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Thursday, January 17, 2019

C5D1 Infusion and Scan

This is the last infusion infusion as far as the original study plans in the beginning. The CT scan showed "stable". There were some measurements that increased and some that neither grew nor shrank. There was one that shrank some. So over all I feel great about it. The plan is to continue with the treatment on the same 21-day cycle. Because we are going beyond the study labs, I will not have to return in between visits for labs or other tests. Data will still be collected, and I am still in the study. This is the best, most hopeful visit yet in this round of treatment.

The doctor and team agree that we are on a good track, even if the cancer is not eradicated. I can live a higher quality of life without all the side effects of traditional chemotherapy. The cancer is growing slowly enough that I don't have to worry about a time limit coming soon. I now have hope I will see friends and family graduate college, get careers and move into the spot where they start their families. This is good!

The CT scan also showed a kidney stone. Hum! I guess I'll be dealing with that pain whenever it decides to do it's thing.
My latest new tobacco pipe for my collection

Friday, January 4, 2019

C4D8 Labs

My sister went with me for my labs. She had an eye appointment at the same complex, so it worked out well that we could ride together. She had to have a driver. I'm glad I could help. I know from experience it can be difficult to find a driver. People love to offer to help, but when it's crunch time, they have to work or take care of children or whatever. I know this is the reality of it, but I also think that others don't really put out an honest effort to help. Some people seem to only want to help when it involves no inconveniences or sacrifices. Those people missed the point of helping behavior. I'm glad to have some people in my life who are willing to make the sacrifice to help.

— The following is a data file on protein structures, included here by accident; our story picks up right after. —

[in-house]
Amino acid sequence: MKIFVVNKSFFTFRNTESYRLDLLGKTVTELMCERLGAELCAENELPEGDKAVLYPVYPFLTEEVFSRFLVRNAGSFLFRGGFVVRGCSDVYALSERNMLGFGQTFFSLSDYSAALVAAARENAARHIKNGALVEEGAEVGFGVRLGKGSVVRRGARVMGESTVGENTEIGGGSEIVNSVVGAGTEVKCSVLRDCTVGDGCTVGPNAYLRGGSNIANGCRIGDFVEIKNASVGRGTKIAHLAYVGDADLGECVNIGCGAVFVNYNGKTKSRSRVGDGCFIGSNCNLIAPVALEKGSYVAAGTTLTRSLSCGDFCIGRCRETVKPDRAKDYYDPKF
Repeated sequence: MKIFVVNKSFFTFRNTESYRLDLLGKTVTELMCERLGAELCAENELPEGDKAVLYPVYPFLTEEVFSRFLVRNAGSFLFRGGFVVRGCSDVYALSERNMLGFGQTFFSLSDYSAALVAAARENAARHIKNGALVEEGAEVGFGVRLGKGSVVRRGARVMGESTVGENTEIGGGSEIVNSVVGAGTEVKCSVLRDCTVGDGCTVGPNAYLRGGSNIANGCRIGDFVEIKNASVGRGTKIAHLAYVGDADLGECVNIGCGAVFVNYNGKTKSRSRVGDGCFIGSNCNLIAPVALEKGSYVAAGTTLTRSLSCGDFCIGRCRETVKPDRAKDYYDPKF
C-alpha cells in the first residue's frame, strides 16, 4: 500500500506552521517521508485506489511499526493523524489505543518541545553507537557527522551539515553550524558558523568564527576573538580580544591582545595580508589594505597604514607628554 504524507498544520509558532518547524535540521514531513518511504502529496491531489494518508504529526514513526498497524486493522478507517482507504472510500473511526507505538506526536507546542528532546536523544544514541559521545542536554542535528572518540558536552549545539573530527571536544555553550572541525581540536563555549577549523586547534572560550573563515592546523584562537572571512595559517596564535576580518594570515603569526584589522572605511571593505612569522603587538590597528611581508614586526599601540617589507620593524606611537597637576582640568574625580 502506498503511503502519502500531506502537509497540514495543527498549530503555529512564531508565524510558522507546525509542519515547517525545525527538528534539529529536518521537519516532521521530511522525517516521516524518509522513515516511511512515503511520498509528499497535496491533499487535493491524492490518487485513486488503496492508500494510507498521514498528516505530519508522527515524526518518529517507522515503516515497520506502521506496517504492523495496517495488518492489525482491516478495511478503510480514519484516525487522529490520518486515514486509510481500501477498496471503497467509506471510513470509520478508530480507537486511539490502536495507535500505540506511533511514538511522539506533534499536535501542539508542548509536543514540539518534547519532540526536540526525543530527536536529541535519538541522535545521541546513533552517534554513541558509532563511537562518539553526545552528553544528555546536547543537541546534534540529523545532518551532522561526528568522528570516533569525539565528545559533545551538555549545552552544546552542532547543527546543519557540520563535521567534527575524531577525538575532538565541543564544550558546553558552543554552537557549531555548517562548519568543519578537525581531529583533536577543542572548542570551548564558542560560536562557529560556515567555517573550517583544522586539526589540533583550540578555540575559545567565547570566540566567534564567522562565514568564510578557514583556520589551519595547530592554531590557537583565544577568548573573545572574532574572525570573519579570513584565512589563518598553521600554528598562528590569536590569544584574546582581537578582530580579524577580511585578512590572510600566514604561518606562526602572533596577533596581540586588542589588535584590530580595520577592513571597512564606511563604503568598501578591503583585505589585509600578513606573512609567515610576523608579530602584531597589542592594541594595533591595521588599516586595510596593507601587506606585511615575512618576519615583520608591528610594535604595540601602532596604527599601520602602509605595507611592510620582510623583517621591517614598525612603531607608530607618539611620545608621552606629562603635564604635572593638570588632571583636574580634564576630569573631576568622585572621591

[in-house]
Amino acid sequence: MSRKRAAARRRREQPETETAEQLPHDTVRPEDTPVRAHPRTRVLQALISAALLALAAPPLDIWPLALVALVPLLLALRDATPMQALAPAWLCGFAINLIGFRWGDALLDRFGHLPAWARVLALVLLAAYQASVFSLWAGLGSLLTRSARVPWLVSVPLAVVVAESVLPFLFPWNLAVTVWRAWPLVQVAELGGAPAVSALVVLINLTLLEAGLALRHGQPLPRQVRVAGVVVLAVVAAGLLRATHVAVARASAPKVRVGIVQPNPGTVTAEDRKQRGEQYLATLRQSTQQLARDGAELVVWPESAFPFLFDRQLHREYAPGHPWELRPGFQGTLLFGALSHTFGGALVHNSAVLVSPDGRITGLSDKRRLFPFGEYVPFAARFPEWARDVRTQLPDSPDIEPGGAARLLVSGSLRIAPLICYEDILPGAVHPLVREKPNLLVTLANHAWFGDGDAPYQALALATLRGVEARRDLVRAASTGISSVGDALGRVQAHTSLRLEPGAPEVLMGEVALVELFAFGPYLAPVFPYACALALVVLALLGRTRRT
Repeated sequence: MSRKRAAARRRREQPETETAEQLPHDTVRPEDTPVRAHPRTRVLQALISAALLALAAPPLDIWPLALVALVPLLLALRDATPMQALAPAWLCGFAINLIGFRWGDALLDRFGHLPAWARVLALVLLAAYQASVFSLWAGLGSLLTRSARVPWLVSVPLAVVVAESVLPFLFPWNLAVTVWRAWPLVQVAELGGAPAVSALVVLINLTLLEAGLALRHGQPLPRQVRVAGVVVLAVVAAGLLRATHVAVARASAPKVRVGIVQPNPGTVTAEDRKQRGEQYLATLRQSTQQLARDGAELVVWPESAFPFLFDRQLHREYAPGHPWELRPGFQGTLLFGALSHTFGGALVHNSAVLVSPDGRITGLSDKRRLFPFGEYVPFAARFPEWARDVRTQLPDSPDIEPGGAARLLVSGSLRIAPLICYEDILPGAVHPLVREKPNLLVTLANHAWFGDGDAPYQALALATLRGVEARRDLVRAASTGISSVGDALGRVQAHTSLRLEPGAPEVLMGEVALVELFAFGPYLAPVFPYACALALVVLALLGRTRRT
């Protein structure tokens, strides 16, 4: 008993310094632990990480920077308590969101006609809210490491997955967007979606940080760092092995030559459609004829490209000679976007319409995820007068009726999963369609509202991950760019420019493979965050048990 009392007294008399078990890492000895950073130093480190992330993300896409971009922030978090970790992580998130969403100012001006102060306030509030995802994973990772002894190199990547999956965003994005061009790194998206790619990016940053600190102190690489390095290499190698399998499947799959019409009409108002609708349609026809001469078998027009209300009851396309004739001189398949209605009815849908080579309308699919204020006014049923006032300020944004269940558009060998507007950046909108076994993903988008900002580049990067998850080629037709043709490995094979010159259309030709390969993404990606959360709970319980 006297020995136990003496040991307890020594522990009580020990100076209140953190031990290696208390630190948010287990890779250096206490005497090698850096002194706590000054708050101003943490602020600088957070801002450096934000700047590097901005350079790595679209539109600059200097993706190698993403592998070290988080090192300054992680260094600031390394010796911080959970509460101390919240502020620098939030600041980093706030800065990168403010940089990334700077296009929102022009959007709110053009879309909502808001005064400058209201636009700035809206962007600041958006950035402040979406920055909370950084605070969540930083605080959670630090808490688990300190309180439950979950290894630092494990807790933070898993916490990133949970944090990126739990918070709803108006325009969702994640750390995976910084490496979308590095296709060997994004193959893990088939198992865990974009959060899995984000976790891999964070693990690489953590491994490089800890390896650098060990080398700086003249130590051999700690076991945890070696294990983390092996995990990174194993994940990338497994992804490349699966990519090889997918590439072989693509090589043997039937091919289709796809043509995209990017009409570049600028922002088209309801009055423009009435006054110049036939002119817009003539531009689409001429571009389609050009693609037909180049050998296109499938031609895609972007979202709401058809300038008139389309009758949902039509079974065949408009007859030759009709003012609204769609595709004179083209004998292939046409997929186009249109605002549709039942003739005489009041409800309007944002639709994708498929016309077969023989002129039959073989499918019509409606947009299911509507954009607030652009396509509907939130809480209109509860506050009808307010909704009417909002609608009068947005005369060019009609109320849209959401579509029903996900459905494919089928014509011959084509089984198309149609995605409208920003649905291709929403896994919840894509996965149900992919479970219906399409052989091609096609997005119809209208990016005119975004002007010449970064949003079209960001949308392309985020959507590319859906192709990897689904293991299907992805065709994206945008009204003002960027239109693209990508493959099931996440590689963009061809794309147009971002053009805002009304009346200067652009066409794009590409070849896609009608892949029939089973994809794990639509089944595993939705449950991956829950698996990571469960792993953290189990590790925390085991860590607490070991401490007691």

I met a woman in the Drug Development Unit who had the same CT guided robotic lung biopsy I had three times. The robot cut a vein in her lungs. She woke up from her biopsy in ICU. This backs up my apprehension to what is considered routine biopsies. They are still surgeries. You never know what will happen when you're on the slab. Two months later she is still having trouble breathing. So trying to develop a plan for her breathing has been added to her cancer treatment. Kind of like my peripheral neuropathy, but much worse.

A new quilt square for my cancer support quilt